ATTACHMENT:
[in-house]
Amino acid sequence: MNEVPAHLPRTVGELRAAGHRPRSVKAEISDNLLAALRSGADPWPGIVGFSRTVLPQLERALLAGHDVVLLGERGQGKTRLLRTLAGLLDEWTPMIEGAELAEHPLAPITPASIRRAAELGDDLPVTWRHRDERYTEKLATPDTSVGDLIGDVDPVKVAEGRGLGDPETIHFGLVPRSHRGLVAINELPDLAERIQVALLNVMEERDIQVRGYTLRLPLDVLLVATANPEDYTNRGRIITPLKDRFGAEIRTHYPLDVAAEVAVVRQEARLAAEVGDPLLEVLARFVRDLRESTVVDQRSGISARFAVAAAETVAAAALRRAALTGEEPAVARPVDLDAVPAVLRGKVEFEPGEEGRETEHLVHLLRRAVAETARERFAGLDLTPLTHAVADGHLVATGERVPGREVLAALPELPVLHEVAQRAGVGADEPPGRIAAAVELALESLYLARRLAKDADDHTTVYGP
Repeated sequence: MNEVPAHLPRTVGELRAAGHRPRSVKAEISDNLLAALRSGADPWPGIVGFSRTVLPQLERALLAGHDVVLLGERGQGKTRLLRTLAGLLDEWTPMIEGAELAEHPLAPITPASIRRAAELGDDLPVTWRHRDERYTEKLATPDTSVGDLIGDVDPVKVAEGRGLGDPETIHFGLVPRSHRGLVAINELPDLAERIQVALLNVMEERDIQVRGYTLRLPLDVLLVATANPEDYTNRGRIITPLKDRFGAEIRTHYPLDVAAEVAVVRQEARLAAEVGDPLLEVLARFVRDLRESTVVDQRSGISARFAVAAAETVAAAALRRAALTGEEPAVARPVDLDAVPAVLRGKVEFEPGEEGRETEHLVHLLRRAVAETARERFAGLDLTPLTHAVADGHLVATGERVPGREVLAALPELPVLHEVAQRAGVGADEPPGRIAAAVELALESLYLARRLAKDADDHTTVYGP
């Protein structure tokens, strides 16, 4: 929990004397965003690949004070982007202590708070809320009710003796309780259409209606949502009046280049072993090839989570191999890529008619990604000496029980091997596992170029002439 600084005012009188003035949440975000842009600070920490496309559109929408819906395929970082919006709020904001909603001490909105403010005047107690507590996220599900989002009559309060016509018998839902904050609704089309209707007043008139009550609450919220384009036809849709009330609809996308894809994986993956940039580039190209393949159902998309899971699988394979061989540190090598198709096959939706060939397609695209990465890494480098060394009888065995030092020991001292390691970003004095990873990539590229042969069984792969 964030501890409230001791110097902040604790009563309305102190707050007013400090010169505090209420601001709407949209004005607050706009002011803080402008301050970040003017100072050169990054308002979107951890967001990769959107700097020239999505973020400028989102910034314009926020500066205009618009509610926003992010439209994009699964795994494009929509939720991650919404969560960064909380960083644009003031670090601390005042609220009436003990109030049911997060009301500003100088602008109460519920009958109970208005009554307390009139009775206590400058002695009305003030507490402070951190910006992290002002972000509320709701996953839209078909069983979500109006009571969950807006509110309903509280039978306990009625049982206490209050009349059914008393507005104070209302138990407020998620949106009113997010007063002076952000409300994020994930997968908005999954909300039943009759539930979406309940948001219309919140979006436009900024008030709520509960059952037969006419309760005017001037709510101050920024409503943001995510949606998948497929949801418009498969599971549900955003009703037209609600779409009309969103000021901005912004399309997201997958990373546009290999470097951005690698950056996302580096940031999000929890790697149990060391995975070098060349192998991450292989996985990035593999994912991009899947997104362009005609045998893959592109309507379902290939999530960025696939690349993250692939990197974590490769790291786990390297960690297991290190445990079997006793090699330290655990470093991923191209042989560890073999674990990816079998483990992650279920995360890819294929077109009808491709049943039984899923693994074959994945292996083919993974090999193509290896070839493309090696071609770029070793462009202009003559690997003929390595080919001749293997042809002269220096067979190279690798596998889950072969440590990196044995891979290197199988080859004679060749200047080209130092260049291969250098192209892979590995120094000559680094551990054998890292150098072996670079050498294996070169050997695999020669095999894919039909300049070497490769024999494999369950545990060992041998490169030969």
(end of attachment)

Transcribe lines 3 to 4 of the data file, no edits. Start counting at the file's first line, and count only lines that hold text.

Repeated sequence: MNEVPAHLPRTVGELRAAGHRPRSVKAEISDNLLAALRSGADPWPGIVGFSRTVLPQLERALLAGHDVVLLGERGQGKTRLLRTLAGLLDEWTPMIEGAELAEHPLAPITPASIRRAAELGDDLPVTWRHRDERYTEKLATPDTSVGDLIGDVDPVKVAEGRGLGDPETIHFGLVPRSHRGLVAINELPDLAERIQVALLNVMEERDIQVRGYTLRLPLDVLLVATANPEDYTNRGRIITPLKDRFGAEIRTHYPLDVAAEVAVVRQEARLAAEVGDPLLEVLARFVRDLRESTVVDQRSGISARFAVAAAETVAAAALRRAALTGEEPAVARPVDLDAVPAVLRGKVEFEPGEEGRETEHLVHLLRRAVAETARERFAGLDLTPLTHAVADGHLVATGERVPGREVLAALPELPVLHEVAQRAGVGADEPPGRIAAAVELALESLYLARRLAKDADDHTTVYGP
């Protein structure tokens, strides 16, 4: 929990004397965003690949004070982007202590708070809320009710003796309780259409209606949502009046280049072993090839989570191999890529008619990604000496029980091997596992170029002439 600084005012009188003035949440975000842009600070920490496309559109929408819906395929970082919006709020904001909603001490909105403010005047107690507590996220599900989002009559309060016509018998839902904050609704089309209707007043008139009550609450919220384009036809849709009330609809996308894809994986993956940039580039190209393949159902998309899971699988394979061989540190090598198709096959939706060939397609695209990465890494480098060394009888065995030092020991001292390691970003004095990873990539590229042969069984792969 964030501890409230001791110097902040604790009563309305102190707050007013400090010169505090209420601001709407949209004005607050706009002011803080402008301050970040003017100072050169990054308002979107951890967001990769959107700097020239999505973020400028989102910034314009926020500066205009618009509610926003992010439209994009699964795994494009929509939720991650919404969560960064909380960083644009003031670090601390005042609220009436003990109030049911997060009301500003100088602008109460519920009958109970208005009554307390009139009775206590400058002695009305003030507490402070951190910006992290002002972000509320709701996953839209078909069983979500109006009571969950807006509110309903509280039978306990009625049982206490209050009349059914008393507005104070209302138990407020998620949106009113997010007063002076952000409300994020994930997968908005999954909300039943009759539930979406309940948001219309919140979006436009900024008030709520509960059952037969006419309760005017001037709510101050920024409503943001995510949606998948497929949801418009498969599971549900955003009703037209609600779409009309969103000021901005912004399309997201997958990373546009290999470097951005690698950056996302580096940031999000929890790697149990060391995975070098060349192998991450292989996985990035593999994912991009899947997104362009005609045998893959592109309507379902290939999530960025696939690349993250692939990197974590490769790291786990390297960690297991290190445990079997006793090699330290655990470093991923191209042989560890073999674990990816079998483990992650279920995360890819294929077109009808491709049943039984899923693994074959994945292996083919993974090999193509290896070839493309090696071609770029070793462009202009003559690997003929390595080919001749293997042809002269220096067979190279690798596998889950072969440590990196044995891979290197199988080859004679060749200047080209130092260049291969250098192209892979590995120094000559680094551990054998890292150098072996670079050498294996070169050997695999020669095999894919039909300049070497490769024999494999369950545990060992041998490169030969």